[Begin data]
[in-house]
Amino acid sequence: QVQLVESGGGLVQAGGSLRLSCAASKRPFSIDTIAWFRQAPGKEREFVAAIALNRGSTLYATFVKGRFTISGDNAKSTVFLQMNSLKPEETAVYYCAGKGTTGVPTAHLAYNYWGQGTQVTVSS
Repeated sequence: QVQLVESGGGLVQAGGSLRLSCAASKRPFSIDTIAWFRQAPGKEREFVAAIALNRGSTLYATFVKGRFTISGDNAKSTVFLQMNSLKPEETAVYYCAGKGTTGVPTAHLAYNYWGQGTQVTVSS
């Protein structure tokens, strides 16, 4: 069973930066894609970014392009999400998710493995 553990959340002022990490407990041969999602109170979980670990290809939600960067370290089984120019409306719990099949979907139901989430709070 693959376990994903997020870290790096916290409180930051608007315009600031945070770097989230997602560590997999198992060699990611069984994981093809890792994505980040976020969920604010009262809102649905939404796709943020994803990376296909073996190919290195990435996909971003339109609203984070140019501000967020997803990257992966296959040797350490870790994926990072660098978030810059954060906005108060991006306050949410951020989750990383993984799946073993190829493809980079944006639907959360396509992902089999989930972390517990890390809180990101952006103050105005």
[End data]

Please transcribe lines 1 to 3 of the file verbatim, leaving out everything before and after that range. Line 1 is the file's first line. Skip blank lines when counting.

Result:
[in-house]
Amino acid sequence: QVQLVESGGGLVQAGGSLRLSCAASKRPFSIDTIAWFRQAPGKEREFVAAIALNRGSTLYATFVKGRFTISGDNAKSTVFLQMNSLKPEETAVYYCAGKGTTGVPTAHLAYNYWGQGTQVTVSS
Repeated sequence: QVQLVESGGGLVQAGGSLRLSCAASKRPFSIDTIAWFRQAPGKEREFVAAIALNRGSTLYATFVKGRFTISGDNAKSTVFLQMNSLKPEETAVYYCAGKGTTGVPTAHLAYNYWGQGTQVTVSS